Bitcoin

Could bitcoin be Putin’s economic saviour? Unlikely, experts say

Could bitcoin be Putin's economic saviour?  Unlikely, experts say

Bitcoin and other cryptocurrencies have made it easier than ever to transfer money around the world without the help of traditional banks, but that doesn’t mean they’ll do much to help Russia circumvent international sanctions. .

Money laundering experts said on Friday that it would not be realistic for Russia to switch to large-scale cryptocurrencies to move money across borders, although it could work for smuggling small quantities to or from the country.

Russia may still try to launder money this way, especially if the United States and European Union impose much tougher sanctions over the Ukraine crisis, but a sharp shift to cryptocurrency won’t help. hasn’t been very successful for other excluded countries like Venezuela that have tried it, experts say.

“The thing is, these penalties are going to be potentially crippling and could become more crippling, and there’s nothing crypto can do about it,” said Ari Redbord, head of legal and government affairs at TRM Labs, a cryptocurrency compliance firm. .

The reasons relate to the serious potential consequences for people outside Russia who transact in violation of sanctions, as well as the sweeping transparency that is one of the hallmarks of virtual currency.

Online exchanges, while they may present themselves as a challenge to the establishment, have also developed modern compliance services similar to those of banks, experts said.

“A lot of times you hear that the crypto industry is this unregulated Wild West, and that’s just not true in the United States,” said Redbord, a former federal prosecutor and Treasury Department official.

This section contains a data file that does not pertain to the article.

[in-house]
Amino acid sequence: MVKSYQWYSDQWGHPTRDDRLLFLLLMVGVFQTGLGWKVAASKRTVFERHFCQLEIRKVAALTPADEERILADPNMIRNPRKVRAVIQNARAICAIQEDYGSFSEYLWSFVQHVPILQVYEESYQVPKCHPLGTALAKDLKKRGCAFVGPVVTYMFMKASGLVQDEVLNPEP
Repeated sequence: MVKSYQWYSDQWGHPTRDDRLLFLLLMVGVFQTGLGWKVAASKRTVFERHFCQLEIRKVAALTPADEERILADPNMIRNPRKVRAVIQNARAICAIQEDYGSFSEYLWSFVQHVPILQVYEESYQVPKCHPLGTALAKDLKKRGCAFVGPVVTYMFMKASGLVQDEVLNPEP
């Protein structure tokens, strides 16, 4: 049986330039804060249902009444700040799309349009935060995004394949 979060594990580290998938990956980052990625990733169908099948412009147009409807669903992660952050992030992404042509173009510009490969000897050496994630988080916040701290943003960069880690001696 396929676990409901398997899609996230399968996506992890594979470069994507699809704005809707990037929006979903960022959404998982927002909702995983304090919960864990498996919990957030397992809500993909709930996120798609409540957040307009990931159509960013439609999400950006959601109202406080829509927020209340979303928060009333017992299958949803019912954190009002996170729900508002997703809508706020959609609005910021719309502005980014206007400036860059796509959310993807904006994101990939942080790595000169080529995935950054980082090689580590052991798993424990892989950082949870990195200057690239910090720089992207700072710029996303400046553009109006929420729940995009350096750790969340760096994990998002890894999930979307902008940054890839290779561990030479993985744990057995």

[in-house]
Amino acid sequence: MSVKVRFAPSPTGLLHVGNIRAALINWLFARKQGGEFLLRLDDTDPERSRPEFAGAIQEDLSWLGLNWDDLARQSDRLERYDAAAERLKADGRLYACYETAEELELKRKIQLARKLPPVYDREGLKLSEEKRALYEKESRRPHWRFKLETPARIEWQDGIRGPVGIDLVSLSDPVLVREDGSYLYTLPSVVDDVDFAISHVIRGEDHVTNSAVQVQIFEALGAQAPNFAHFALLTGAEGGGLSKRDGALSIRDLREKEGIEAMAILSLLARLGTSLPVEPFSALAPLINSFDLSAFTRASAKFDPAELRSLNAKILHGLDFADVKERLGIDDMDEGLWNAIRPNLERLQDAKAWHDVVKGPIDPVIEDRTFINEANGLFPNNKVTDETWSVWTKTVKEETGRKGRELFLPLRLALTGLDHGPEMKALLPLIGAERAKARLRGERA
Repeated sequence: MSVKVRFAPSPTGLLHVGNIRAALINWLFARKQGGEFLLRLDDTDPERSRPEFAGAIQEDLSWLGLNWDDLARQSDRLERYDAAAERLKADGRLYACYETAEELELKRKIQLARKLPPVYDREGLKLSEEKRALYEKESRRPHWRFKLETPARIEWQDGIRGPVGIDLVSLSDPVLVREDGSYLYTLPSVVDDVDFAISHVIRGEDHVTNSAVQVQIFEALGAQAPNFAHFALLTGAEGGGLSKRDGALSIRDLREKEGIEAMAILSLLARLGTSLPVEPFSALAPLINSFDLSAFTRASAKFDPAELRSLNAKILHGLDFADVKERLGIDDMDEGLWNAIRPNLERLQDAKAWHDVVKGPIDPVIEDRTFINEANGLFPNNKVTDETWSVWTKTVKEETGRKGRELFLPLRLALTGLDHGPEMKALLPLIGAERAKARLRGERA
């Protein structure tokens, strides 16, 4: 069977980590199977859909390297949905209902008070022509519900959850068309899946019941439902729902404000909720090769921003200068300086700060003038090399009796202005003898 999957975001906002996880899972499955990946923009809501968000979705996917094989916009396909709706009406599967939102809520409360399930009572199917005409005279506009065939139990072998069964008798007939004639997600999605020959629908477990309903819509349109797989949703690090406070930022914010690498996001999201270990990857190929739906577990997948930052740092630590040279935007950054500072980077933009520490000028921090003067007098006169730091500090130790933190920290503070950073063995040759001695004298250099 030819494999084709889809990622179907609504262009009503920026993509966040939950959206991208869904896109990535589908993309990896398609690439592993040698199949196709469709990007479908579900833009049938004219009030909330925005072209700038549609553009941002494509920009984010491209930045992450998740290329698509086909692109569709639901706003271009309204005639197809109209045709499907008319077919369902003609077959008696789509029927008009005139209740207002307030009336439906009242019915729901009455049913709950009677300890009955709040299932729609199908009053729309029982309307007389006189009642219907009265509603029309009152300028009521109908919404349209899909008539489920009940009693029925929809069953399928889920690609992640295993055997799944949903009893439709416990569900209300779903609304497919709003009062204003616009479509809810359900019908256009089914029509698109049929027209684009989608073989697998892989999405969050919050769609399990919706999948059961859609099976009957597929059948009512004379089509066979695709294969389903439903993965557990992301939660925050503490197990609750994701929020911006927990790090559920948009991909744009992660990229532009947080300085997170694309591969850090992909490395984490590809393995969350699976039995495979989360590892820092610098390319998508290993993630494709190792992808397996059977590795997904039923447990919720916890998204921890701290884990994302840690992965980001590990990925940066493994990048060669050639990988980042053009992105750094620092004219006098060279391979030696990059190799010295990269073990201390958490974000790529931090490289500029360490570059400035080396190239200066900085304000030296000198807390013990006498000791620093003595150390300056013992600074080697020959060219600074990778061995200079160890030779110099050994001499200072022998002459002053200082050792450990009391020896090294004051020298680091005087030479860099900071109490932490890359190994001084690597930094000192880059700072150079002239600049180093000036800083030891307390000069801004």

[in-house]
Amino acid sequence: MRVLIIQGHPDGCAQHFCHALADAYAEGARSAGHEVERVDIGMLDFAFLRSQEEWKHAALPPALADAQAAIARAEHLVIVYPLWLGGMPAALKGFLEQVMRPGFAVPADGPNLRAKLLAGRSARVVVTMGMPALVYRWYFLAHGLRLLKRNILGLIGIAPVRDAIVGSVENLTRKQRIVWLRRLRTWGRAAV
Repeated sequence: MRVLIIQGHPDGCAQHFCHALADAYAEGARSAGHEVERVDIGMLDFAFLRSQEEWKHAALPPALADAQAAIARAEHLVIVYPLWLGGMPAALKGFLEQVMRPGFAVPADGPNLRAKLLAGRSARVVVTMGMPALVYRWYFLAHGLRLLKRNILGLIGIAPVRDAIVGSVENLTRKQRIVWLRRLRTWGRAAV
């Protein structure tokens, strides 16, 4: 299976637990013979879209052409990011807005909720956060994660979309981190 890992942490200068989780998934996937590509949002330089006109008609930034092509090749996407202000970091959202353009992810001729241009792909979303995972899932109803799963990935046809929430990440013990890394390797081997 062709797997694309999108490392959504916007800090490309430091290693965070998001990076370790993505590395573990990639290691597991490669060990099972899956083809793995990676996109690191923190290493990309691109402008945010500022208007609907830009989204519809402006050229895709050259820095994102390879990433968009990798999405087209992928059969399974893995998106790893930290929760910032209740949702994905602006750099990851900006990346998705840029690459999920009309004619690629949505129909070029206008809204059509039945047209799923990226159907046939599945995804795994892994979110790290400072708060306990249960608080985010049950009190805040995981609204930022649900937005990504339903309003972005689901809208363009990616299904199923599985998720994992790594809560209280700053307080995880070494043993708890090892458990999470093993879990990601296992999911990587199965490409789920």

Cryptocurrencies have had an air of mystery and anarchy since the development of bitcoin as the first peer-to-peer electronic payment system over a decade ago. Its proponents hail bitcoin as being free from the control of any authority and a competitor to the US dollar and other government-backed currencies. Some think it might help bring world peace.

Moving and trading cryptocurrencies via online exchanges is fast, and there is a record of every transaction stored on a blockchain, a ledger anyone can read but no one can tamper with or destroy because it is stored on a distributed computer system.

But the same qualities that make cryptocurrencies attractive to some buyers could also make them a terrible choice for money laundering.

“When you look at crypto, it’s a market that, at first glance, looks like a great way to hide sources of funds and move funds around the world,” said Salman Banaei, public policy manager for North America at Chainalysis, a cryptocurrency compliance firm. .

“The problem, however, is that cryptocurrency transfers can be tracked in real time,” he said. “Over the past few years, there have been a number of technological breakthroughs in terms of tracking cryptographic activity, both simply and through mechanisms intended to hide the source of funds.”

Banaei said Russia, in trying to move money around the world, would likely first turn to traditional forms of money laundering, with shell companies and shady banks. A second, more attractive option than cryptocurrency, he said, would be to try to launder money through another traditional foreign currency, such as the Chinese yuan.